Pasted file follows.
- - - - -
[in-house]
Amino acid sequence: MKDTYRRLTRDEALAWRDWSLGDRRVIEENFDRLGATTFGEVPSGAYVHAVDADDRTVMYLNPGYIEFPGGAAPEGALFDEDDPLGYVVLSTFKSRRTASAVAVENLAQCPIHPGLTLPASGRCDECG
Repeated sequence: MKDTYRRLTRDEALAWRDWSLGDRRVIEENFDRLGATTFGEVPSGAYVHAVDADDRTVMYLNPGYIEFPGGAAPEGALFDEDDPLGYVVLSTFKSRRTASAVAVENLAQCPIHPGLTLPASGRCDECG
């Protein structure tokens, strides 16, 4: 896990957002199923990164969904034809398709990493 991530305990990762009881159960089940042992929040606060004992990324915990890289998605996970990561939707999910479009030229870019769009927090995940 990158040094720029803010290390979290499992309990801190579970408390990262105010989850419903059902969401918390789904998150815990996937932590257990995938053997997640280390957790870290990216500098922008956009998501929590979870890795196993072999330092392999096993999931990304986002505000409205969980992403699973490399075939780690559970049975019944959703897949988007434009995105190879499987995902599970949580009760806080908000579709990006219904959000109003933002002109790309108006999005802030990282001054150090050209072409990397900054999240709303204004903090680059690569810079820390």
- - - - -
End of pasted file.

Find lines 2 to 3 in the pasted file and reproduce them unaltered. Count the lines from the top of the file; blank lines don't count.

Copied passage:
Amino acid sequence: MKDTYRRLTRDEALAWRDWSLGDRRVIEENFDRLGATTFGEVPSGAYVHAVDADDRTVMYLNPGYIEFPGGAAPEGALFDEDDPLGYVVLSTFKSRRTASAVAVENLAQCPIHPGLTLPASGRCDECG
Repeated sequence: MKDTYRRLTRDEALAWRDWSLGDRRVIEENFDRLGATTFGEVPSGAYVHAVDADDRTVMYLNPGYIEFPGGAAPEGALFDEDDPLGYVVLSTFKSRRTASAVAVENLAQCPIHPGLTLPASGRCDECG